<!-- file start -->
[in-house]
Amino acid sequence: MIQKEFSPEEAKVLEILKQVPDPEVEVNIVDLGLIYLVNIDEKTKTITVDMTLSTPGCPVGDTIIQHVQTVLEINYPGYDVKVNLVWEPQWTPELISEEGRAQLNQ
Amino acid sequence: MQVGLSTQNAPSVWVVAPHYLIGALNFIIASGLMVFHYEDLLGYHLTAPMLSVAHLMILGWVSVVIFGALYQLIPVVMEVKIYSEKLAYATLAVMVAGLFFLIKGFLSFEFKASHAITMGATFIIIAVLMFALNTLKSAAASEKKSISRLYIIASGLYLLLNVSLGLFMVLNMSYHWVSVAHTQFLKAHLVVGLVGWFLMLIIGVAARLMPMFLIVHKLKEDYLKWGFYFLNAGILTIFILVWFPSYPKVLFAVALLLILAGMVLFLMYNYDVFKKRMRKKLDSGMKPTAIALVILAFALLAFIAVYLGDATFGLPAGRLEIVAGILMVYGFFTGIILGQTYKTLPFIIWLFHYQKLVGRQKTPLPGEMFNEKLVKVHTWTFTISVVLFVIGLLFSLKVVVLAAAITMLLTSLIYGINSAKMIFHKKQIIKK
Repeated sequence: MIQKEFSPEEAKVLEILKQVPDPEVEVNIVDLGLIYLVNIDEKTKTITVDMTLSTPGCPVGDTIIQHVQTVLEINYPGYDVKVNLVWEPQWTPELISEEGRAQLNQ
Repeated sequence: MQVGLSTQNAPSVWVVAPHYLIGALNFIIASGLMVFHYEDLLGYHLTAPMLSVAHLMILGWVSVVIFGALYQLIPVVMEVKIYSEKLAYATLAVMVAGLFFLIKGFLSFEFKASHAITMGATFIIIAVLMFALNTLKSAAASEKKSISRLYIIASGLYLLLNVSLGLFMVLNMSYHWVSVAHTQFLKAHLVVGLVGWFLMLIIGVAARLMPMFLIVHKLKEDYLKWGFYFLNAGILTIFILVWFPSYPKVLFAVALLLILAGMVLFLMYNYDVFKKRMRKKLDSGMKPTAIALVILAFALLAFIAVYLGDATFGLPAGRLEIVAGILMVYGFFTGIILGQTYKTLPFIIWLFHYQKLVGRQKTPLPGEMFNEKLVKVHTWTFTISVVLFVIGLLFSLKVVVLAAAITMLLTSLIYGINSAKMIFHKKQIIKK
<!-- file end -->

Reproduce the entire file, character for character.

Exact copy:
[in-house]
Amino acid sequence: MIQKEFSPEEAKVLEILKQVPDPEVEVNIVDLGLIYLVNIDEKTKTITVDMTLSTPGCPVGDTIIQHVQTVLEINYPGYDVKVNLVWEPQWTPELISEEGRAQLNQ
Amino acid sequence: MQVGLSTQNAPSVWVVAPHYLIGALNFIIASGLMVFHYEDLLGYHLTAPMLSVAHLMILGWVSVVIFGALYQLIPVVMEVKIYSEKLAYATLAVMVAGLFFLIKGFLSFEFKASHAITMGATFIIIAVLMFALNTLKSAAASEKKSISRLYIIASGLYLLLNVSLGLFMVLNMSYHWVSVAHTQFLKAHLVVGLVGWFLMLIIGVAARLMPMFLIVHKLKEDYLKWGFYFLNAGILTIFILVWFPSYPKVLFAVALLLILAGMVLFLMYNYDVFKKRMRKKLDSGMKPTAIALVILAFALLAFIAVYLGDATFGLPAGRLEIVAGILMVYGFFTGIILGQTYKTLPFIIWLFHYQKLVGRQKTPLPGEMFNEKLVKVHTWTFTISVVLFVIGLLFSLKVVVLAAAITMLLTSLIYGINSAKMIFHKKQIIKK
Repeated sequence: MIQKEFSPEEAKVLEILKQVPDPEVEVNIVDLGLIYLVNIDEKTKTITVDMTLSTPGCPVGDTIIQHVQTVLEINYPGYDVKVNLVWEPQWTPELISEEGRAQLNQ
Repeated sequence: MQVGLSTQNAPSVWVVAPHYLIGALNFIIASGLMVFHYEDLLGYHLTAPMLSVAHLMILGWVSVVIFGALYQLIPVVMEVKIYSEKLAYATLAVMVAGLFFLIKGFLSFEFKASHAITMGATFIIIAVLMFALNTLKSAAASEKKSISRLYIIASGLYLLLNVSLGLFMVLNMSYHWVSVAHTQFLKAHLVVGLVGWFLMLIIGVAARLMPMFLIVHKLKEDYLKWGFYFLNAGILTIFILVWFPSYPKVLFAVALLLILAGMVLFLMYNYDVFKKRMRKKLDSGMKPTAIALVILAFALLAFIAVYLGDATFGLPAGRLEIVAGILMVYGFFTGIILGQTYKTLPFIIWLFHYQKLVGRQKTPLPGEMFNEKLVKVHTWTFTISVVLFVIGLLFSLKVVVLAAAITMLLTSLIYGINSAKMIFHKKQIIKK